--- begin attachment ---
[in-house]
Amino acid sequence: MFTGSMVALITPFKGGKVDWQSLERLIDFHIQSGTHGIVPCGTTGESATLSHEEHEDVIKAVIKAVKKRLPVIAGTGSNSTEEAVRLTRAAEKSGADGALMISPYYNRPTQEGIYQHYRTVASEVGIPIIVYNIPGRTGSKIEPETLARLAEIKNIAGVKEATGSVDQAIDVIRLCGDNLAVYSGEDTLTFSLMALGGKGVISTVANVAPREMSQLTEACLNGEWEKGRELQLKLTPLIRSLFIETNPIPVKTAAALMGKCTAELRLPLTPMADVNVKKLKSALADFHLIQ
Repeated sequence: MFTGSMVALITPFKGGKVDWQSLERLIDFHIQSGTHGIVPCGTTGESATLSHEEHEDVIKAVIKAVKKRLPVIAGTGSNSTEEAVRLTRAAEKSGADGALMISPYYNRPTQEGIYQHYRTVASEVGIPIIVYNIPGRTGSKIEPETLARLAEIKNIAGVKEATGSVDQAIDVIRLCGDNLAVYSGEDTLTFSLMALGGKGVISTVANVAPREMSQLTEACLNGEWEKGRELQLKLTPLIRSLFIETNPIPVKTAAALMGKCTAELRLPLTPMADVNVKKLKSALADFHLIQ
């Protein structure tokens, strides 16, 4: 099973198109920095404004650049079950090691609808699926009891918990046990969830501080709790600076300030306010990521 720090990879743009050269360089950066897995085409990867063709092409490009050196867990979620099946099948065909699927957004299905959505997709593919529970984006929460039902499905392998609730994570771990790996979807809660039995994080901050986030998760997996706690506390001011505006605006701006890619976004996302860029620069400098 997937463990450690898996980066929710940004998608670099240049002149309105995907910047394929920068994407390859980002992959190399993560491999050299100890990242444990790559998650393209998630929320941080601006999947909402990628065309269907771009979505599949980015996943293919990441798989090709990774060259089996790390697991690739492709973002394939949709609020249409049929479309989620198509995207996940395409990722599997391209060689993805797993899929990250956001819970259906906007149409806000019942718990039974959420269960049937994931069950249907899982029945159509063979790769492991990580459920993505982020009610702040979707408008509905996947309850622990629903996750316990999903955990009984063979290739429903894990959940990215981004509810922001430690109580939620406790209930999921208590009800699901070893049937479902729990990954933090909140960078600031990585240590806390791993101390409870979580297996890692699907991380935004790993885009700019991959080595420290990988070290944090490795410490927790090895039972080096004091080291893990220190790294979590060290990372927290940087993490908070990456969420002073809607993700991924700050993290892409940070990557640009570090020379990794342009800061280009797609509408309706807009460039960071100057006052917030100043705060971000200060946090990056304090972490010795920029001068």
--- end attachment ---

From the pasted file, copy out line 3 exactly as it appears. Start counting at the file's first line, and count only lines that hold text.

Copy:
Repeated sequence: MFTGSMVALITPFKGGKVDWQSLERLIDFHIQSGTHGIVPCGTTGESATLSHEEHEDVIKAVIKAVKKRLPVIAGTGSNSTEEAVRLTRAAEKSGADGALMISPYYNRPTQEGIYQHYRTVASEVGIPIIVYNIPGRTGSKIEPETLARLAEIKNIAGVKEATGSVDQAIDVIRLCGDNLAVYSGEDTLTFSLMALGGKGVISTVANVAPREMSQLTEACLNGEWEKGRELQLKLTPLIRSLFIETNPIPVKTAAALMGKCTAELRLPLTPMADVNVKKLKSALADFHLIQ